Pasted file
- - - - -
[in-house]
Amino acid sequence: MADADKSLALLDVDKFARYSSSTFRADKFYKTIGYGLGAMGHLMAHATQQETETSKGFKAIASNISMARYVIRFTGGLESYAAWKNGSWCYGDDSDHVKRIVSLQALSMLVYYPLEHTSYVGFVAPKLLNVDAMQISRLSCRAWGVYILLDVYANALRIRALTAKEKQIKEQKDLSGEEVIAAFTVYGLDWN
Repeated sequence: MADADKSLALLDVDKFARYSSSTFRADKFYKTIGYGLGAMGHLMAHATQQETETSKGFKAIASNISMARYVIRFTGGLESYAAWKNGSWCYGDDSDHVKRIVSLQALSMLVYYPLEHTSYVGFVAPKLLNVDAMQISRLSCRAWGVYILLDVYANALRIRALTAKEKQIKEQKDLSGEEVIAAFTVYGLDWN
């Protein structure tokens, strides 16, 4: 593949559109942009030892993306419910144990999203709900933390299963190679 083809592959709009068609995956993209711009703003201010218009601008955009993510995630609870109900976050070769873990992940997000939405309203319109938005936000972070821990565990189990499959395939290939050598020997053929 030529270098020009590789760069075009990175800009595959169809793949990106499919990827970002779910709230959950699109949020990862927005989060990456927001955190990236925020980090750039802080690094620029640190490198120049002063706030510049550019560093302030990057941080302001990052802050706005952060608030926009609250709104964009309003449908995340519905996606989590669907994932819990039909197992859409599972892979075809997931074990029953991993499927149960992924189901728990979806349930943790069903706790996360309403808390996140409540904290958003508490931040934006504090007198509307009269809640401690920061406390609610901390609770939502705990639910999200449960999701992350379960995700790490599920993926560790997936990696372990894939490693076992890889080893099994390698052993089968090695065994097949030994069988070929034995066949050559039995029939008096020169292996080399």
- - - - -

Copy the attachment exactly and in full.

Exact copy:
[in-house]
Amino acid sequence: MADADKSLALLDVDKFARYSSSTFRADKFYKTIGYGLGAMGHLMAHATQQETETSKGFKAIASNISMARYVIRFTGGLESYAAWKNGSWCYGDDSDHVKRIVSLQALSMLVYYPLEHTSYVGFVAPKLLNVDAMQISRLSCRAWGVYILLDVYANALRIRALTAKEKQIKEQKDLSGEEVIAAFTVYGLDWN
Repeated sequence: MADADKSLALLDVDKFARYSSSTFRADKFYKTIGYGLGAMGHLMAHATQQETETSKGFKAIASNISMARYVIRFTGGLESYAAWKNGSWCYGDDSDHVKRIVSLQALSMLVYYPLEHTSYVGFVAPKLLNVDAMQISRLSCRAWGVYILLDVYANALRIRALTAKEKQIKEQKDLSGEEVIAAFTVYGLDWN
């Protein structure tokens, strides 16, 4: 593949559109942009030892993306419910144990999203709900933390299963190679 083809592959709009068609995956993209711009703003201010218009601008955009993510995630609870109900976050070769873990992940997000939405309203319109938005936000972070821990565990189990499959395939290939050598020997053929 030529270098020009590789760069075009990175800009595959169809793949990106499919990827970002779910709230959950699109949020990862927005989060990456927001955190990236925020980090750039802080690094620029640190490198120049002063706030510049550019560093302030990057941080302001990052802050706005952060608030926009609250709104964009309003449908995340519905996606989590669907994932819990039909197992859409599972892979075809997931074990029953991993499927149960992924189901728990979806349930943790069903706790996360309403808390996140409540904290958003508490931040934006504090007198509307009269809640401690920061406390609610901390609770939502705990639910999200449960999701992350379960995700790490599920993926560790997936990696372990894939490693076992890889080893099994390698052993089968090695065994097949030994069988070929034995066949050559039995029939008096020169292996080399």